Take a good, long look at your final wine. The pectic enzyme should have helped your wine clear, so you shouldn’t see any funky clouds of haze inside.
After all that waiting time, it’s finally time to take a sip!
Hopefully, your blueberry wine has been customized to your taste. If you want to boost its alcohol content, just let it sit for longer, as blueberry wines get drier and stronger over time!
Before you head off to make some blueberry wine, check out these questions for more tips on the whole process!
How Delicious Is This Blueberry Wine Recipe?
Extremely! Imagine munching on a few juicy blueberries right now. It’s kind of like that, except in liquid form.
Sounds heavenly, right?
Plus, the added benefit of making blueberry wine is that you can alter everything about the taste profile with just a few slight tweaks.
With this guide, you’ll be able to craft the PERFECT fruit wine to suit your tastes!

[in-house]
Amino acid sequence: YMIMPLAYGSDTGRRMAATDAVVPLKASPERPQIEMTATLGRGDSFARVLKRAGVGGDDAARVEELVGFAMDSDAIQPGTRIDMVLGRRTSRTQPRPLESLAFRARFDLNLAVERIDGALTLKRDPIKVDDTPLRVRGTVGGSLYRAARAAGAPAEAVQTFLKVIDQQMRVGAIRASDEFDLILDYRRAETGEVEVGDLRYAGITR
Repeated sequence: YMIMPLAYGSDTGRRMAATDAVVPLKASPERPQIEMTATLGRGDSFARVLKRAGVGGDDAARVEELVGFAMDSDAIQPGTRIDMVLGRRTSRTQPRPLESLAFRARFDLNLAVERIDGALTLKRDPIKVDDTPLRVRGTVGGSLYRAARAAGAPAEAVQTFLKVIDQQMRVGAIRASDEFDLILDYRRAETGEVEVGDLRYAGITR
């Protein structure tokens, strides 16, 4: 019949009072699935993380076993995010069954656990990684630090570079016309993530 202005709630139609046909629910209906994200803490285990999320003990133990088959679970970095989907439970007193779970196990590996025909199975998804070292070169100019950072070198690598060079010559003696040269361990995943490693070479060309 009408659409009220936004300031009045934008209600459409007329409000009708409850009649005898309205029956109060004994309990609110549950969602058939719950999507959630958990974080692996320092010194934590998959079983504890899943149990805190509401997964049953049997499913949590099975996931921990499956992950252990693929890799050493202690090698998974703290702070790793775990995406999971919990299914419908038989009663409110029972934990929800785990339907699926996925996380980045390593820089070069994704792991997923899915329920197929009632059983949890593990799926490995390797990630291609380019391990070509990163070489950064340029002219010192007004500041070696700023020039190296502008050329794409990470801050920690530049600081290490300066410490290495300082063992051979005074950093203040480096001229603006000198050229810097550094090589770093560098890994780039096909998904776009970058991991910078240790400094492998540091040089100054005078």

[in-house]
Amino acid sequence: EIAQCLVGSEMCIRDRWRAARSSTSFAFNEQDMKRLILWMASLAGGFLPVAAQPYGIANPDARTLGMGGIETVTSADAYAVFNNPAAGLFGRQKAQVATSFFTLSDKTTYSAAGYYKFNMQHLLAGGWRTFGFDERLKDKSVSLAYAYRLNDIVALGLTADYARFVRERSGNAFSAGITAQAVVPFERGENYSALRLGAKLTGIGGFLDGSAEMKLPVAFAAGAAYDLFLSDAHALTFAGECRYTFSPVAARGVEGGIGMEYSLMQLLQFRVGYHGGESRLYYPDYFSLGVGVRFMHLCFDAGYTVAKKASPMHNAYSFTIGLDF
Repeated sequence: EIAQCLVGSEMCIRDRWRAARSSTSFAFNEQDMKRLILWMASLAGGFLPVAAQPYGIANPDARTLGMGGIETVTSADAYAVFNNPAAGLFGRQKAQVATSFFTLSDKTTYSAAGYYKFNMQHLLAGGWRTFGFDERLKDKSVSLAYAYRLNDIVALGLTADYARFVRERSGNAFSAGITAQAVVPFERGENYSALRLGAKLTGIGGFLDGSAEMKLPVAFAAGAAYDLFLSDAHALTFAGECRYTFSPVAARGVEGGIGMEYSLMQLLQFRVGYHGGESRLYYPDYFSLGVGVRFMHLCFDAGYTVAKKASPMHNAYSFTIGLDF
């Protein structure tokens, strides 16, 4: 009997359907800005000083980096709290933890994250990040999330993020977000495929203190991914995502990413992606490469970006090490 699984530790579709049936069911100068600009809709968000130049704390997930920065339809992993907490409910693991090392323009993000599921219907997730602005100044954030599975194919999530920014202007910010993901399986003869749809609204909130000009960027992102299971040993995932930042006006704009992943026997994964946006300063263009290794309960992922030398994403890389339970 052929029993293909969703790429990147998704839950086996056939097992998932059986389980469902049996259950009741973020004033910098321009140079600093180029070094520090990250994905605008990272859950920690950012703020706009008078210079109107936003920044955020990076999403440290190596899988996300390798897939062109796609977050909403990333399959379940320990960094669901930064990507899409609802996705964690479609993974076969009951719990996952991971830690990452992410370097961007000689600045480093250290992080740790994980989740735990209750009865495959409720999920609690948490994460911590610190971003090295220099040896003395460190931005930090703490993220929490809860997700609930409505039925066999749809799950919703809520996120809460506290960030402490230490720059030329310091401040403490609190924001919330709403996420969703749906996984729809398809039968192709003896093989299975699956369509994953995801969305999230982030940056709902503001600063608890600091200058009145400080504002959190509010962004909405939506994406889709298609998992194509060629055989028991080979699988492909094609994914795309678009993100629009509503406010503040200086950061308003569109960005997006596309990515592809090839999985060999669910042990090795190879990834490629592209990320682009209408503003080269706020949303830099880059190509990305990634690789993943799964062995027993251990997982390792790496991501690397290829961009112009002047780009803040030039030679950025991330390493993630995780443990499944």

You could make a brilliantly sweet wine, which could be paired with all kinds of dinners. A sweeter fruit wine could even be knocked back with a dessert on the side!
What if I Added Too Much Yeast to My Blueberry Wine?
Let’s say you went a little overboard with the yeast. Now you’re worrying if it will affect the taste of your blueberry wine. We’re here to tell you to relax!
Yeast can only do so much with the sugar inside your wine until it runs out and has to “go to sleep.”
Just in case you used up an entire yeast packet during the early parts of the process, you can just remove it the next time you rack your wine.
If you don’t remove it and then decide to backsweeten your batch, that’s when you should watch out! We discuss that down below.
What if I Don’t Have the Other Ingredients?
If you want to make this blueberry wine recipe but would rather skip out on the yeast nutrient, pectic enzyme, and whatnot, that’s fine!
The three main ingredients you’ll really need are blueberries, sugar, and yeast.
To get a little closer to the original recipe, you can use these common household substitutes:
- Lemon juice can be used as a stand-in for citric acid.
- You can use raisins as a substitute for yeast nutrients.
- Strong black tea has tannins in it, which is perfect for brewing.
Just keep in mind that blueberry wine made like this will take more time to ferment fully, so expect to be kept waiting in knots for longer!
Do I Really Need to Seal My Fermenting Container?